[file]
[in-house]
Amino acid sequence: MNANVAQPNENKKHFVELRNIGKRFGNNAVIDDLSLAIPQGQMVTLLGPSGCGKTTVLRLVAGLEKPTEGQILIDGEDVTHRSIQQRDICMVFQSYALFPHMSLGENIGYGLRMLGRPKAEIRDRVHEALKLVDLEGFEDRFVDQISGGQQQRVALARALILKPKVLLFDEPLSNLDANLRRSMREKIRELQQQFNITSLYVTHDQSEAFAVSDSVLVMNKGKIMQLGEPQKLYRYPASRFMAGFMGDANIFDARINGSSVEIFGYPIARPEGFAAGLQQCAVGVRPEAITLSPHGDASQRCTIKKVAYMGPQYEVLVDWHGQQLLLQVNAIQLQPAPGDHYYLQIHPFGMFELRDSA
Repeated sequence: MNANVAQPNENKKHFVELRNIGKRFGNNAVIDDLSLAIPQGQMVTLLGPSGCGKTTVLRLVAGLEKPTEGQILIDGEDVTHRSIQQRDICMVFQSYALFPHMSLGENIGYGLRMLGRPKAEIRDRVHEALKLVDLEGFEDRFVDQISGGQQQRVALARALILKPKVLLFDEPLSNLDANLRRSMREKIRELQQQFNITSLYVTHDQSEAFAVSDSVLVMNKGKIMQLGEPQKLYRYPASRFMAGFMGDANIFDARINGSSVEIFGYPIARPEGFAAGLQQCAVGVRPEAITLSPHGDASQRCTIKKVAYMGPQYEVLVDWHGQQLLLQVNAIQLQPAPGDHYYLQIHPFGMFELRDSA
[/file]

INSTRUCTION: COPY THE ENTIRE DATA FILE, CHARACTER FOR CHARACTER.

[in-house]
Amino acid sequence: MNANVAQPNENKKHFVELRNIGKRFGNNAVIDDLSLAIPQGQMVTLLGPSGCGKTTVLRLVAGLEKPTEGQILIDGEDVTHRSIQQRDICMVFQSYALFPHMSLGENIGYGLRMLGRPKAEIRDRVHEALKLVDLEGFEDRFVDQISGGQQQRVALARALILKPKVLLFDEPLSNLDANLRRSMREKIRELQQQFNITSLYVTHDQSEAFAVSDSVLVMNKGKIMQLGEPQKLYRYPASRFMAGFMGDANIFDARINGSSVEIFGYPIARPEGFAAGLQQCAVGVRPEAITLSPHGDASQRCTIKKVAYMGPQYEVLVDWHGQQLLLQVNAIQLQPAPGDHYYLQIHPFGMFELRDSA
Repeated sequence: MNANVAQPNENKKHFVELRNIGKRFGNNAVIDDLSLAIPQGQMVTLLGPSGCGKTTVLRLVAGLEKPTEGQILIDGEDVTHRSIQQRDICMVFQSYALFPHMSLGENIGYGLRMLGRPKAEIRDRVHEALKLVDLEGFEDRFVDQISGGQQQRVALARALILKPKVLLFDEPLSNLDANLRRSMREKIRELQQQFNITSLYVTHDQSEAFAVSDSVLVMNKGKIMQLGEPQKLYRYPASRFMAGFMGDANIFDARINGSSVEIFGYPIARPEGFAAGLQQCAVGVRPEAITLSPHGDASQRCTIKKVAYMGPQYEVLVDWHGQQLLLQVNAIQLQPAPGDHYYLQIHPFGMFELRDSA